Craig Hawker, PhD , University of California (Santa Barbara)
During the period of this PRF grant, we have examined the synthesis of bi-, tert-, and quaterthiophenes incorporating solubilizing alkyl groups in the oligomer skeleton and the subsequent use of these systems as modular building blocks for the preparation of conjugated systems based on thiophene-S,S-dioxides. Oxygenation of these oligothiophenes using the acetonitrile complex of hypofluorous acid, HOF•CH3CN, resulted in the formation of a new family of oligothiophene-[all]-S,S-dioxides which are completely soluble in a variety of organic solvents and can be easily processed into thin films. Oxygenated oligothiophenes were characterized utilizing UV-vis spectroscopy, thermal gravimetric analysis (TGA) and X-ray diffraction. The high solubility also allows them to be used as building blocks for the preparation of thiophene-based conjugated polymers containing bithiophene-S,S-dioxide units in the backbone. Incorporation of electron-withdrawing sulfones along the polymer backbone leads to the narrowing of the energy gap with the energies of both frontier orbitals in bithiophene-[all]-S,S-dioxide containing polymers being lower with respect to the aromatic polythiophene. This tendency is considerably stronger for the LUMO than for the HOMO, leading to materials with greater electron accepting ability. The modularity of this approach allows the energy levels of polythiophenes to be controlled based on the number and position of the thiophene-S,S-dioxide units. Small molecule and polymer based devices, such as thin film transistors, based on oligothiophene-[all]-S,S-dioxides are currently under investigation.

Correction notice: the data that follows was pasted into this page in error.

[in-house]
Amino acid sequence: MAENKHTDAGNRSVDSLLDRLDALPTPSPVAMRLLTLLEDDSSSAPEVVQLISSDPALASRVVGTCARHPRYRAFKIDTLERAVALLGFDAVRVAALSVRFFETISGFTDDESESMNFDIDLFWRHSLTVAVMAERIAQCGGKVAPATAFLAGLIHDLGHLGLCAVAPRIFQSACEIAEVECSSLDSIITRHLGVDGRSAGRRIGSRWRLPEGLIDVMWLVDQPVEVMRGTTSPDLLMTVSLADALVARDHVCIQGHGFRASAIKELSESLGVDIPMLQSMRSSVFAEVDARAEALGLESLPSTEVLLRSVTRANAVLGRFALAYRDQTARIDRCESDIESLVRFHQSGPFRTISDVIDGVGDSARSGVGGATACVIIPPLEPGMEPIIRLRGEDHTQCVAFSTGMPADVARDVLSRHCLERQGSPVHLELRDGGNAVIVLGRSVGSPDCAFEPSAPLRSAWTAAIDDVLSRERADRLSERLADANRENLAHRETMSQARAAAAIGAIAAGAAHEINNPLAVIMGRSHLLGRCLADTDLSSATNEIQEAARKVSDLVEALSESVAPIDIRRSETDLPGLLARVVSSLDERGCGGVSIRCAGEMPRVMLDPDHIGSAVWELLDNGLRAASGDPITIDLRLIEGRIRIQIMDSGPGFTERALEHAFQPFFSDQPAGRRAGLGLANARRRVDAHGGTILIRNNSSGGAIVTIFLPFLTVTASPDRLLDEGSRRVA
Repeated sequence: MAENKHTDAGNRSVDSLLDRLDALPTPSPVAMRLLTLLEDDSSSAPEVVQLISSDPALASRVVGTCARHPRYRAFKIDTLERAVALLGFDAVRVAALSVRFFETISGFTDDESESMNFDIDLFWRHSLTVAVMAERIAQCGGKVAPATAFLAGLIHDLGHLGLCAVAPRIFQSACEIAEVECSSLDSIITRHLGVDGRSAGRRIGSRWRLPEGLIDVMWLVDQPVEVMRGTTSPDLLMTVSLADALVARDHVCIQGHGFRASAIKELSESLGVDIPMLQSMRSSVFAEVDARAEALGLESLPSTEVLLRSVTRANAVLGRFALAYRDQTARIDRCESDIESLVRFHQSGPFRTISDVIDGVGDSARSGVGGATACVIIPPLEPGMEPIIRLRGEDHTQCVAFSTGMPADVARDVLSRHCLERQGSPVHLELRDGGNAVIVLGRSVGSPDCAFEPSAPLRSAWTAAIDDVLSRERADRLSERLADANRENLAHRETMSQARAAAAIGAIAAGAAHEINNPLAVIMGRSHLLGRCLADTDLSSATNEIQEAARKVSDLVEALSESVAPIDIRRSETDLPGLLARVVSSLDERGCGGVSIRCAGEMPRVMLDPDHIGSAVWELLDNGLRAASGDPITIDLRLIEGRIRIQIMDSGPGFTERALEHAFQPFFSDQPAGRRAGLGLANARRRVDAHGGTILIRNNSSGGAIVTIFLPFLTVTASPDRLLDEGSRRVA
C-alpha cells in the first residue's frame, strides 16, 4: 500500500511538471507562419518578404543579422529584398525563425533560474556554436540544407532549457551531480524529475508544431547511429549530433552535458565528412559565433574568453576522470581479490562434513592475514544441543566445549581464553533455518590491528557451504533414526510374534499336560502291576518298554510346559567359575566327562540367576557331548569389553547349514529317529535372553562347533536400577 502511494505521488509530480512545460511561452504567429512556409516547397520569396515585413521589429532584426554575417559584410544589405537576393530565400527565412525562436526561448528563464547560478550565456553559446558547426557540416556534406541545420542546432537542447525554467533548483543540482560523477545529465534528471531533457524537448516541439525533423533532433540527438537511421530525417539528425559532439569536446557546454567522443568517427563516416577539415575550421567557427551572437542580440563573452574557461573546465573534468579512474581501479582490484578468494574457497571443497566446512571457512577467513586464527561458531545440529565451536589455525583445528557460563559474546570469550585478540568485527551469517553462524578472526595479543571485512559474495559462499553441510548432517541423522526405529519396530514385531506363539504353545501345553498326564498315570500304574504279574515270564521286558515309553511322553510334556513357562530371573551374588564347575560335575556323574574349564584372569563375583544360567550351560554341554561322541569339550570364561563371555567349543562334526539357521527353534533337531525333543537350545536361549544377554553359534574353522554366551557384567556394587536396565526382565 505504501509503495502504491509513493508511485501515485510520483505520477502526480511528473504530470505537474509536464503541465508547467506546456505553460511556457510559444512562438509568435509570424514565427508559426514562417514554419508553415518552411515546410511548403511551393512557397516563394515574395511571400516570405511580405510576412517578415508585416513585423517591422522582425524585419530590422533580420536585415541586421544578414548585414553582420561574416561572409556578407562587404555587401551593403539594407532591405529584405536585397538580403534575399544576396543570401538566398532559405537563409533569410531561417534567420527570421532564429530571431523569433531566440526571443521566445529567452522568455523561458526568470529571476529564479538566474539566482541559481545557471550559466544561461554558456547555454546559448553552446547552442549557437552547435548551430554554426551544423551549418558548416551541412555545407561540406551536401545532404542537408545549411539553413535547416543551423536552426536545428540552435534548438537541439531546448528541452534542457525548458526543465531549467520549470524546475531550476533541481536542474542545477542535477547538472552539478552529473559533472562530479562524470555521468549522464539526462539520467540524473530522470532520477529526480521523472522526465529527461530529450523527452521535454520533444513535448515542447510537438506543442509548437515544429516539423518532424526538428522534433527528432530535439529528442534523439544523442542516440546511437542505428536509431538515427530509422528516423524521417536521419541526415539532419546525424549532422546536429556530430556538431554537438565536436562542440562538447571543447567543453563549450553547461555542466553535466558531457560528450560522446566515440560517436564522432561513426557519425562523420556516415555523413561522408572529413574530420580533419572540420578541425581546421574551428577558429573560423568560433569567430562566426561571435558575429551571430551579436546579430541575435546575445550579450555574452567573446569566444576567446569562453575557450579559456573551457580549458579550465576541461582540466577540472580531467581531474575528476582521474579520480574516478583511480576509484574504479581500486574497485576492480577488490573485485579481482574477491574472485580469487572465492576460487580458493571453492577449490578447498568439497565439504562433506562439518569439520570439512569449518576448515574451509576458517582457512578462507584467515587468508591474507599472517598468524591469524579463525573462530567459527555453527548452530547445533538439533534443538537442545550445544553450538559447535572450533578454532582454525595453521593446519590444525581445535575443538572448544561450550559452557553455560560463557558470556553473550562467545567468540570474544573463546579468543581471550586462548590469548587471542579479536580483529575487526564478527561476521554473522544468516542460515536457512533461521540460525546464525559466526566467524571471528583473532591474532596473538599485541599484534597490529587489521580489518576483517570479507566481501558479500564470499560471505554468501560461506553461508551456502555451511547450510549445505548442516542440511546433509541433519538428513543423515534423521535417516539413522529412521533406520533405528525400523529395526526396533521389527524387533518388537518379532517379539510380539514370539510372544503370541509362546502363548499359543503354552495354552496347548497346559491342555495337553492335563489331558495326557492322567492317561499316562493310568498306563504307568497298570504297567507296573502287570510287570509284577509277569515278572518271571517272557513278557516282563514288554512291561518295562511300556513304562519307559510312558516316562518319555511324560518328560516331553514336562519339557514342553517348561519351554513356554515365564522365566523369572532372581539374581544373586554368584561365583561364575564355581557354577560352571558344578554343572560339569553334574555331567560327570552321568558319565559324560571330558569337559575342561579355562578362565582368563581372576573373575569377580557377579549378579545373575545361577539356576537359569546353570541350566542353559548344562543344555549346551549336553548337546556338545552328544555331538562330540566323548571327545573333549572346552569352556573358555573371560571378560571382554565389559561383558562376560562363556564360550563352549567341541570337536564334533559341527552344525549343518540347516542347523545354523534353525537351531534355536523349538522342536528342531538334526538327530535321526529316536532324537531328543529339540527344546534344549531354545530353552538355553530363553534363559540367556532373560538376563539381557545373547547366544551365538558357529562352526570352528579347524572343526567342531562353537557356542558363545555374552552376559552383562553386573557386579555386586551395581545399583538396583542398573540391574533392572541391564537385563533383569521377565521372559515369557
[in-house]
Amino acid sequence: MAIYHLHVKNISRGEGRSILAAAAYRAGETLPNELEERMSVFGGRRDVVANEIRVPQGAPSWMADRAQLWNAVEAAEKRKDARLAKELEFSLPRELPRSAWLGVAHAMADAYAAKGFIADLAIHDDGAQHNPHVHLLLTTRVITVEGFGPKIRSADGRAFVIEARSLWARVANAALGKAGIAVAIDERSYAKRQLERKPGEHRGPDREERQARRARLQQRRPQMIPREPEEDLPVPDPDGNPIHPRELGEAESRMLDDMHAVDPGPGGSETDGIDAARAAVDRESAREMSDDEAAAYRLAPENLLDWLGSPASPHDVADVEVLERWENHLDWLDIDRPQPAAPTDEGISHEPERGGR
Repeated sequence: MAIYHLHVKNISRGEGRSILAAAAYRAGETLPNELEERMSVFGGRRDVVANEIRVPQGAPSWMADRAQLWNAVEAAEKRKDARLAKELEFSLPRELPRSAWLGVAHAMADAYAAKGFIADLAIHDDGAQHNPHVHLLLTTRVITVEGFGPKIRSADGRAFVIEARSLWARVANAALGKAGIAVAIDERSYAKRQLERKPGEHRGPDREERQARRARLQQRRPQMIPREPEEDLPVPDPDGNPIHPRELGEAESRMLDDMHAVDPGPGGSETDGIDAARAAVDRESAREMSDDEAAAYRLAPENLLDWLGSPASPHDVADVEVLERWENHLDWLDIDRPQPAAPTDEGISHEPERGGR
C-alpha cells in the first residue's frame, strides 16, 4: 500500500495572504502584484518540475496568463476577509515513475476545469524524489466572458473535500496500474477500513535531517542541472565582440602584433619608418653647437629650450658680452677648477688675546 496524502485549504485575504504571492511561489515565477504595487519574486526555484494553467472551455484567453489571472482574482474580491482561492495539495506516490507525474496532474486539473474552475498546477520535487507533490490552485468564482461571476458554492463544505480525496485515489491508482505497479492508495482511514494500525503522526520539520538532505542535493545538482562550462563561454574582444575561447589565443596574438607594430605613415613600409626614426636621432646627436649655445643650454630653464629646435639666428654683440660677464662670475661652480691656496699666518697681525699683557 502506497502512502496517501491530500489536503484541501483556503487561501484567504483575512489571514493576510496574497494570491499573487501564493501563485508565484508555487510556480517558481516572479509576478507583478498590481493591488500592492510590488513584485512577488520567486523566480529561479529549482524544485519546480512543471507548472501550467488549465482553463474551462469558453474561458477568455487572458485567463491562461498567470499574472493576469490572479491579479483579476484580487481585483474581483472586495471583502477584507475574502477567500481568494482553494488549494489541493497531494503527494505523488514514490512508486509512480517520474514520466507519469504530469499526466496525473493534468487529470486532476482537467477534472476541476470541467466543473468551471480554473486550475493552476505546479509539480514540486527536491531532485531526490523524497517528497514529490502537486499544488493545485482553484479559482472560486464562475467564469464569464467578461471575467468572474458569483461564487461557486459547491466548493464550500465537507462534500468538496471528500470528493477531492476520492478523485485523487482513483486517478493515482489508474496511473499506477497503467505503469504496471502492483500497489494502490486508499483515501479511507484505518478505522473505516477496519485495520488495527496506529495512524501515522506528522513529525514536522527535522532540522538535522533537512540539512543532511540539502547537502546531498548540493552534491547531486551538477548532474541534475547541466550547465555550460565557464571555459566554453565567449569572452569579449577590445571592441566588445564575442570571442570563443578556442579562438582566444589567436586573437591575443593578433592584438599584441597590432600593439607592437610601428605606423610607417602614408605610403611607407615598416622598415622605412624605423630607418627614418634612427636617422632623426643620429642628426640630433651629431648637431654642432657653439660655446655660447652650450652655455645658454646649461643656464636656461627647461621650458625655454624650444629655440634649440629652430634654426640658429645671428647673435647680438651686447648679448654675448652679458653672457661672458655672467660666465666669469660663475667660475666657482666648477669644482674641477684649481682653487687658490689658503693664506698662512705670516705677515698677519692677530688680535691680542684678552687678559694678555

Continuing the examination of novel conjugated building blocks and the synthetic potential of thiophene-S,S-dioxides, the development of azulene-derivatives as viable monomers in conjugated polymers was examined. From medieval times, azure-blue colored natural products based on the azulene (C10H8) skeleton have attracted particular attention, initially for their physical properties, but more recently for their novel electronic structures. Significantly, the parent molecule, azulene is a 10 p-electron isomer of naphthalene, yet it exhibits a dipole moment of 1.08 D and a deep blue color. While unusual for small unsaturated aromatic hydrocarbons, these properties result from the fusion of an electron-rich five-membered ring and electron-poor seven-membered ring. This remarkable electronic structure of azulene allows for cation stabilization through aromatization of the seven-membered ring, which may be exploited in advanced materials for electronic, optoelectronic and electrochromic devices.
The traditional synthetic approaches to these electronically unique building blocks are characterized by long and elaborate synthetic procedures that are low yielding and in many cases do not afford the desired substitution patterns. In fact, many azulene substitution patterns are difficult to access, if they can be accessed at all. This limitation is particularly relevant for azulene-based polymeric materials with all reported systems having the azulene unit incorporated into the polymeric backbone through the five-membered ring. In the PRF grant, we have developed a versatile and modular strategy for the synthesis of azulene derivatives having a single isomeric arrangement of reactive functional groups in the seven-membered ring and the use of these functional azulenes as building blocks in order to construct stimuli-responsive oligomers.
It was demonstrated that exposure of azulene-containing materials to an acidic environment would lead to the protonation of the electron rich cyclopentadiene ring of azulene, forming a stable aromatic 6p-electron tropylium cation. The ability to prepare novel azulene-containing materials where the seven-membered ring is directly incorporated into the backbone rather than being tangential, as in the case of connectivity via five-membered ring, represents a significant opportunity to bring new properties to the field of conjugated polymers. This directly affects the optical and electrical conductivity properties, opening up new areas of research in both azulene-based materials as well as conjugated polymers. Significantly, amongst the family of conducting polymers and organic semiconductors, the closest analogy to the unique properties of these azulene systems may be polyaniline due to its unique environmental stability and simple doping/dedoping chemistry. This polyaniline-like behavior further increases the potential interest in, and application of, these novel materials.